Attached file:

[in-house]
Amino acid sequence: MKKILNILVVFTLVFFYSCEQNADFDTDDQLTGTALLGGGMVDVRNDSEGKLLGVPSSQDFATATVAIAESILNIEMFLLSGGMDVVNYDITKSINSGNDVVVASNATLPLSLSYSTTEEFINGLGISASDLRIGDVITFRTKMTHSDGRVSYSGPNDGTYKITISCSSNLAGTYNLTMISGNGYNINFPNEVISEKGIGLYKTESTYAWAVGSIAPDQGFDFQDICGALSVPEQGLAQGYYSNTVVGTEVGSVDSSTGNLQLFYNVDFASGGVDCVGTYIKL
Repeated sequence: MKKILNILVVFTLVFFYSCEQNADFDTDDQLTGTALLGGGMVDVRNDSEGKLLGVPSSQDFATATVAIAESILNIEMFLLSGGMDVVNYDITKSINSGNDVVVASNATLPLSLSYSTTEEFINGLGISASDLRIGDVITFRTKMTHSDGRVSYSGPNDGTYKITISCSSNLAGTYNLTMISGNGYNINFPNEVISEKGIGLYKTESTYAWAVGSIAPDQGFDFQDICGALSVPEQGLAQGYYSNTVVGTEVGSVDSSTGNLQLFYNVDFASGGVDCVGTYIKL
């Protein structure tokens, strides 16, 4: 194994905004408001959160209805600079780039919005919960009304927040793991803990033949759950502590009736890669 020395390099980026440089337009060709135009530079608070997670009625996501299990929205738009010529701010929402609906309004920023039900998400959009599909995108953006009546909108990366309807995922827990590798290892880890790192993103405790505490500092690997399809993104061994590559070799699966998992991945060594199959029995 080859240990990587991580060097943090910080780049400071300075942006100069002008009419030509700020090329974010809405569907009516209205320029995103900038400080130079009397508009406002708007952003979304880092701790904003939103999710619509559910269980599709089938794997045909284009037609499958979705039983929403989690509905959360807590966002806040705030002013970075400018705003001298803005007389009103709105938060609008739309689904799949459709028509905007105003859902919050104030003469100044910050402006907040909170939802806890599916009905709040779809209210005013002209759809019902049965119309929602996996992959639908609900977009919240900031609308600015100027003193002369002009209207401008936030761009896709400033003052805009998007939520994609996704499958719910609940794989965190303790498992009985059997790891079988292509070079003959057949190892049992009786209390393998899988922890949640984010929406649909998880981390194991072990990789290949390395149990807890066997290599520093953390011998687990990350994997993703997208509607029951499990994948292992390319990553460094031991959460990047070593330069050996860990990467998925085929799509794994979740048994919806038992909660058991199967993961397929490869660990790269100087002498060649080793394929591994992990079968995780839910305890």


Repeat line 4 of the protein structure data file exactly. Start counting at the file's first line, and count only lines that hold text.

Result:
């Protein structure tokens, strides 16, 4: 194994905004408001959160209805600079780039919005919960009304927040793991803990033949759950502590009736890669 020395390099980026440089337009060709135009530079608070997670009625996501299990929205738009010529701010929402609906309004920023039900998400959009599909995108953006009546909108990366309807995922827990590798290892880890790192993103405790505490500092690997399809993104061994590559070799699966998992991945060594199959029995 080859240990990587991580060097943090910080780049400071300075942006100069002008009419030509700020090329974010809405569907009516209205320029995103900038400080130079009397508009406002708007952003979304880092701790904003939103999710619509559910269980599709089938794997045909284009037609499958979705039983929403989690509905959360807590966002806040705030002013970075400018705003001298803005007389009103709105938060609008739309689904799949459709028509905007105003859902919050104030003469100044910050402006907040909170939802806890599916009905709040779809209210005013002209759809019902049965119309929602996996992959639908609900977009919240900031609308600015100027003193002369002009209207401008936030761009896709400033003052805009998007939520994609996704499958719910609940794989965190303790498992009985059997790891079988292509070079003959057949190892049992009786209390393998899988922890949640984010929406649909998880981390194991072990990789290949390395149990807890066997290599520093953390011998687990990350994997993703997208509607029951499990994948292992390319990553460094031991959460990047070593330069050996860990990467998925085929799509794994979740048994919806038992909660058991199967993961397929490869660990790269100087002498060649080793394929591994992990079968995780839910305890």